Adelaide research impact brings national awards
Wednesday, 3 March 2010
University of Adelaide researchers have won two of the five categories in the inaugural Scopus Young Researcher of the Year Awards, to be presented tonight by Senator Kim Carr, Federal Minister for Innovation, Industry, Science and Research.
Another two University of Adelaide researchers, Professor Tanya Monro and Associate Professor Frank Grützner, were also finalists in the awards which aim to recognise and encourage Australia's best researchers aged 40 and under, judged by their research output, the impact of their research and other contributions.
Professor Corey Bradshaw is Director of Ecological Modelling at the University's Environment Institute and holds a joint position with the South Australian Research and Development Institute (SARDI). He is a conservation biologist who uses mathematical modelling to understand the complex interactions between plant and animal species within an ecosystem.
His research helps solve complex conservation problems including the management of pest species, reducing extinction risk and helping preserve biodiversity.
Professor Bradshaw's significant conservation achievements include successful changes to fishing practice to help conserve endangered grey nurse sharks following his findings on threats to the species; and work detailing the link between loss of natural forest cover and increased flood risk which has been used in key international reports aimed at helping governments shape conservation policy.
Professor Bradshaw has published 140 scientific papers and book chapters since completing his PhD just 10 years ago, is Senior Editor of the journal Conservation Letters, and established the world's first major blog site on conservation research, ConservationBytes.com.
Professor Prash Sanders, Knapman-National Heart Foundation Chair of Cardiology Research at the University of Adelaide, is an internationally recognised heart specialist and Clinical Director of Cardiac Electrophysiology at the Royal Adelaide Hospital (RAH).
He graduated from the University of Adelaide with an MBBS (Honours) in 1994 and was just 34 when he returned to Adelaide in 2005 to take up his present positions.
Professor Sanders established South Australia's first dedicated clinical and experimental electrophysiology laboratories and group, attracting clinicians and researchers from around the world and recognised as a leading training centre for electrophysiologists.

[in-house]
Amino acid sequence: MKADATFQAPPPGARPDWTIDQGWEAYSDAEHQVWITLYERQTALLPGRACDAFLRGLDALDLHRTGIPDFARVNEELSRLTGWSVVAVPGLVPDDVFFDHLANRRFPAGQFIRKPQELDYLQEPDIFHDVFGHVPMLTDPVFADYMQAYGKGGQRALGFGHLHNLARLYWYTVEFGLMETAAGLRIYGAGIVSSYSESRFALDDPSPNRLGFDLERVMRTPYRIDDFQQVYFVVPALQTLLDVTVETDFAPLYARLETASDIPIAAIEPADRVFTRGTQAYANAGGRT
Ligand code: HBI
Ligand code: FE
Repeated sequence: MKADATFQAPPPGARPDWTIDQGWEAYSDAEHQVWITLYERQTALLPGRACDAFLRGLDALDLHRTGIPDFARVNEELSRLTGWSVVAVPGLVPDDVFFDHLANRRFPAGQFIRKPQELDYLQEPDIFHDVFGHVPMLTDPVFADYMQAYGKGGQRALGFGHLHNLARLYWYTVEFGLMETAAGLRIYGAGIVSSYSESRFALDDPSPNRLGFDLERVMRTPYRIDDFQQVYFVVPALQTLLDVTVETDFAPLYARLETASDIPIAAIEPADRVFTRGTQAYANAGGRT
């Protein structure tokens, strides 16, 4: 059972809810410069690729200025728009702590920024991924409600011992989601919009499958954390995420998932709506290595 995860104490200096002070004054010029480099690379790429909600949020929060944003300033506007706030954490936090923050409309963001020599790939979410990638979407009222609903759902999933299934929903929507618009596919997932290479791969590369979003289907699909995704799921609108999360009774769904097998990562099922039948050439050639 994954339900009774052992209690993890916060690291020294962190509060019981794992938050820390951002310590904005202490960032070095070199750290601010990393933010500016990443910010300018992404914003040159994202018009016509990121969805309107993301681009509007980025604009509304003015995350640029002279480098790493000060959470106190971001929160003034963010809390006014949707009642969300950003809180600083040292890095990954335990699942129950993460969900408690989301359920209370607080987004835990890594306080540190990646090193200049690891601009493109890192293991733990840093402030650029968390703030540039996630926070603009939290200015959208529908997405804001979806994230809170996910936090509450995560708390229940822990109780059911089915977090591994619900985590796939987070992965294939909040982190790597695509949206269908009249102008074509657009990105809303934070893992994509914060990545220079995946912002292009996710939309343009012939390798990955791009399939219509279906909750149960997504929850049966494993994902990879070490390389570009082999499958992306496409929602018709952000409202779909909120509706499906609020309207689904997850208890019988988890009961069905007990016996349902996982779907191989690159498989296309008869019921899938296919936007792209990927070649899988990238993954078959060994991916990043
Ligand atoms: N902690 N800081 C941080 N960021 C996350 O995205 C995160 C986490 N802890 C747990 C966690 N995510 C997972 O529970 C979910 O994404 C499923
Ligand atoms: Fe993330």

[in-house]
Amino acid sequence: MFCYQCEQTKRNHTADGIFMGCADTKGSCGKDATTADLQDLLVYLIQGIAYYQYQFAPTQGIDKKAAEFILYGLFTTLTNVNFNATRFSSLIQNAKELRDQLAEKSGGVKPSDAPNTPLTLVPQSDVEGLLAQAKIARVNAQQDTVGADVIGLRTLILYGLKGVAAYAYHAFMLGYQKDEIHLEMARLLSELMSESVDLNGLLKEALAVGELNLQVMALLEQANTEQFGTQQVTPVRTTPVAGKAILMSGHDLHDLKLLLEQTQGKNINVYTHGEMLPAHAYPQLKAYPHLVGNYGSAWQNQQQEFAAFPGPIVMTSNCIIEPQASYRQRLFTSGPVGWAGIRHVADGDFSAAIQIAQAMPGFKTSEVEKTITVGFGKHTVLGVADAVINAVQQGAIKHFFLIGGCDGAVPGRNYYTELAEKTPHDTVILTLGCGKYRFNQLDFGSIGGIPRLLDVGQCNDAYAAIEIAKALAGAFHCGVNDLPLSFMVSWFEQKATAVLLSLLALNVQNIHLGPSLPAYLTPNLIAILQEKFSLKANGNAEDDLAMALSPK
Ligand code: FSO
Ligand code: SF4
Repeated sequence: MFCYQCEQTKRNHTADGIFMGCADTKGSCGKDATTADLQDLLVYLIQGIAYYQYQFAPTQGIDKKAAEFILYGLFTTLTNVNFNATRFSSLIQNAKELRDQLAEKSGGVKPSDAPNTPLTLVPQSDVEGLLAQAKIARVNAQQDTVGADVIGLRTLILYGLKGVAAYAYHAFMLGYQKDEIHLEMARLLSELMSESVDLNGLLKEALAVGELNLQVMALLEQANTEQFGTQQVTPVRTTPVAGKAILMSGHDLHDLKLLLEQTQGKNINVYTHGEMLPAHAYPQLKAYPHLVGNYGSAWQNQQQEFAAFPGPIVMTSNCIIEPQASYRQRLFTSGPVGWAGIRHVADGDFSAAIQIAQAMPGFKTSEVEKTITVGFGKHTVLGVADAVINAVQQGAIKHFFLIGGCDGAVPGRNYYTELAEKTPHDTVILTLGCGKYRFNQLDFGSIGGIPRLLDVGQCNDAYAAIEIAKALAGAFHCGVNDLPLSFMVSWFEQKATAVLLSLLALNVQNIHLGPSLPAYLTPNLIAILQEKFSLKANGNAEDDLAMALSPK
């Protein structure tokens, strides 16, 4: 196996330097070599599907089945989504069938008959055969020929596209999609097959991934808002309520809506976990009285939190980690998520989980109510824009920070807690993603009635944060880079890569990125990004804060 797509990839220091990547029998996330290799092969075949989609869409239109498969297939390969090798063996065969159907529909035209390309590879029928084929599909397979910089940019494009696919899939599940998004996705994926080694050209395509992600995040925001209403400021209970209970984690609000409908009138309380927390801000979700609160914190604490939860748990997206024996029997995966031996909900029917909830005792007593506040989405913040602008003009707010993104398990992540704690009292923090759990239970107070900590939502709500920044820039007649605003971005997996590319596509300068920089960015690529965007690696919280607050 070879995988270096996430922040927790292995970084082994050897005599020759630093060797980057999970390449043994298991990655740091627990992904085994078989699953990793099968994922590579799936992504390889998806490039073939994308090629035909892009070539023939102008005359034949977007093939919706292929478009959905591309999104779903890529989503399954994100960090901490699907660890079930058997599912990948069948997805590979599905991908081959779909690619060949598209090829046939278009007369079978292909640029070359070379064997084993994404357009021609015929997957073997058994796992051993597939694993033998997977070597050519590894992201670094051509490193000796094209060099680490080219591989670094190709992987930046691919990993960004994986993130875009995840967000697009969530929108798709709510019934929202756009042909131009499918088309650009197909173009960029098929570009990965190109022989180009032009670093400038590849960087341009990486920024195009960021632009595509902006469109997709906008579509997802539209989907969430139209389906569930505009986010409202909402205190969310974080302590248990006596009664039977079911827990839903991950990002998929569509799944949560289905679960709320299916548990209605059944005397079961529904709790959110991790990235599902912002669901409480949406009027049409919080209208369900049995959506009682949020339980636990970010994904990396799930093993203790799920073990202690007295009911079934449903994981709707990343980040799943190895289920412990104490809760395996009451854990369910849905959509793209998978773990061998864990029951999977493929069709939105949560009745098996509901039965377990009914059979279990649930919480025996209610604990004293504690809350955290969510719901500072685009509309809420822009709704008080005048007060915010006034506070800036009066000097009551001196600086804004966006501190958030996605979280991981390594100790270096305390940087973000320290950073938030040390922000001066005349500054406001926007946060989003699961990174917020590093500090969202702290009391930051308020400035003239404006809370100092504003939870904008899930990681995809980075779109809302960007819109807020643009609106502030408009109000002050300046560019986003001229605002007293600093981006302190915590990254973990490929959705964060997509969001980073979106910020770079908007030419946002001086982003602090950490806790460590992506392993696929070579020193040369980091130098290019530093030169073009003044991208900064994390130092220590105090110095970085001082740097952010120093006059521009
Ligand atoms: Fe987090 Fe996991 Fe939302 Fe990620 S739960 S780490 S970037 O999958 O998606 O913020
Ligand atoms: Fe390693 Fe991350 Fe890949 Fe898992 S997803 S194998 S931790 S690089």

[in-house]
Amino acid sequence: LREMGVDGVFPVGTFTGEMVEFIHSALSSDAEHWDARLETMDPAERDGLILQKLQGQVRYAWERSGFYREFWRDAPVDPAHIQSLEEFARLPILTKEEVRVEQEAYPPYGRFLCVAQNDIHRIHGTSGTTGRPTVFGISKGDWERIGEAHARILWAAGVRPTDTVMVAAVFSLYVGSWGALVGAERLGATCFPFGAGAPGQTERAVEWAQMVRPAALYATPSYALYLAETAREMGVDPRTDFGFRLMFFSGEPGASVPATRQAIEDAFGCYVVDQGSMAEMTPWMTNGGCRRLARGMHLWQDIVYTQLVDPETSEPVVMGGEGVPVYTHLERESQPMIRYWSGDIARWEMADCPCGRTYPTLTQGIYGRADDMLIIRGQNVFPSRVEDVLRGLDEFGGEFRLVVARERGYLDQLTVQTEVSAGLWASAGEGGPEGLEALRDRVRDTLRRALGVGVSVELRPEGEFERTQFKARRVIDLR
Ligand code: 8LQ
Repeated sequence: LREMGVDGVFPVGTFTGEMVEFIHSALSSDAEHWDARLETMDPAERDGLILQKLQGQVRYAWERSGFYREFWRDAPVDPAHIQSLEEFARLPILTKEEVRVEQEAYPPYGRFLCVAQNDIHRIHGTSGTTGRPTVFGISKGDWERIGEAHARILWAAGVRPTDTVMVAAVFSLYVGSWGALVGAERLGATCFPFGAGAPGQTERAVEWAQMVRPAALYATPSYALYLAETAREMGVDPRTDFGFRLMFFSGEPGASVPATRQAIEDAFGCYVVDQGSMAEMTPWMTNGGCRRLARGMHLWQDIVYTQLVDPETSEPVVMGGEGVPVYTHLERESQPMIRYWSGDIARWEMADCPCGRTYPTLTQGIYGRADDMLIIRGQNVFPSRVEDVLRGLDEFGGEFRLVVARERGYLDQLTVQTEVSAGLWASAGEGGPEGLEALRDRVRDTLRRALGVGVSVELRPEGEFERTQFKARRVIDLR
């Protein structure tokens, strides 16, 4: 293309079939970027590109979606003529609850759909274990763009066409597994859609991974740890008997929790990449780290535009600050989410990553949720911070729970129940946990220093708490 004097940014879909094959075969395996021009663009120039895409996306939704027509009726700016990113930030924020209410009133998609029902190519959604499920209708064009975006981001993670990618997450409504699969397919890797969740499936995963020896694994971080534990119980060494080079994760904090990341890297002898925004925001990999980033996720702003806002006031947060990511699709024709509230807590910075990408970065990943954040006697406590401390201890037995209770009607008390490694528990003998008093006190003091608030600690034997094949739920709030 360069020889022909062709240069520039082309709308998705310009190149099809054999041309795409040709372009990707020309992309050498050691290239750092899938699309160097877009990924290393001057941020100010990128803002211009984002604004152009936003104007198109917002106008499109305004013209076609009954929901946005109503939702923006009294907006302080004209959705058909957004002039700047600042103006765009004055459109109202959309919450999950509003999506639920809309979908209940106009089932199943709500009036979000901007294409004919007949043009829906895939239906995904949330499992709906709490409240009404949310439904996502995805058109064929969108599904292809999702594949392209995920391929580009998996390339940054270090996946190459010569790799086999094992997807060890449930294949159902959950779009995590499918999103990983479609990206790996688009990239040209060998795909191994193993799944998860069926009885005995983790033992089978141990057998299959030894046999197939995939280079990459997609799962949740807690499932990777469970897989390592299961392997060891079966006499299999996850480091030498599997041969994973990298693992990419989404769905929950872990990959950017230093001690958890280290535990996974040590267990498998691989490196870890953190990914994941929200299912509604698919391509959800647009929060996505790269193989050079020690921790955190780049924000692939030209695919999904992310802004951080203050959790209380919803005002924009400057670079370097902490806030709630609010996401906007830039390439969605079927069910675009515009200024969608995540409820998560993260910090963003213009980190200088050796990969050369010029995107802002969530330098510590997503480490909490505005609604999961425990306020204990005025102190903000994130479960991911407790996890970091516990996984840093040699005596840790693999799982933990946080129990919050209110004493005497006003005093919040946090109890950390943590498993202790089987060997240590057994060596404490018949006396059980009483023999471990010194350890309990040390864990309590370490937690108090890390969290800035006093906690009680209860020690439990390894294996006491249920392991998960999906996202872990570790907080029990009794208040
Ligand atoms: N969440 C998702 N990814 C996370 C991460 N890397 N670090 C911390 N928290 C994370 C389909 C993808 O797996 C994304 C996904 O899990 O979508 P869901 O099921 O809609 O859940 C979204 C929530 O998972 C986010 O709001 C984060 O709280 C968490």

Professor Sanders and team are at the international forefront in their research on the understanding and treatment of rhythm disturbances affecting the heart, particularly atrial fibrillation which affects 2% of adults. Up to 300 patients every year at the RAH benefit from his revolutionary new treatments for atrial fibrillation.
He has published 160 papers in his field, has won numerous awards, and takes an active role in the development of health care services in the developing world.
Professor Tanya Monro is a finalist in the Physical Sciences category. She has published over 300 papers in journals and refereed conference proceedings, and won a number of prestigious awards, including the 2008 Prime Minister's Prize for Physical Scientist of the Year as well as the inaugural 2009 Emerging Leader in Science prize awarded by The Australian.
She is an Australian Research Council Federation Fellow and the inaugural Director of the University's Institute for Photonics & Advanced Sensing (IPAS). IPAS is a unique research institute with a transdisciplinary research agenda, working at the boundaries of physics, chemistry and biology to create knowledge and new technologies, and solve problems for health, the environment, defence, food and wine.
Associate Professor Frank Grützner is a finalist in the Life Sciences and Biological Sciences category. He is an Australian Research Council Research Fellow and group leader in the School of Molecular and Biomedical Science. His recent work on platypus sex chromosomes and the platypus genome had major impact on our understanding of the evolution of the mammalian genome.
His work has been recognised by several awards including the 2005 Eppendorf Medal for the Young Australian Investigator and the 2007 Tall Poppy Science Award.
The Scopus Young Researcher of the Year Awards have been introduced this year by Universities Australia and Elsevier and sponsored by The Australian. They will be awarded at the Universities Australia Conference Gala Dinner.
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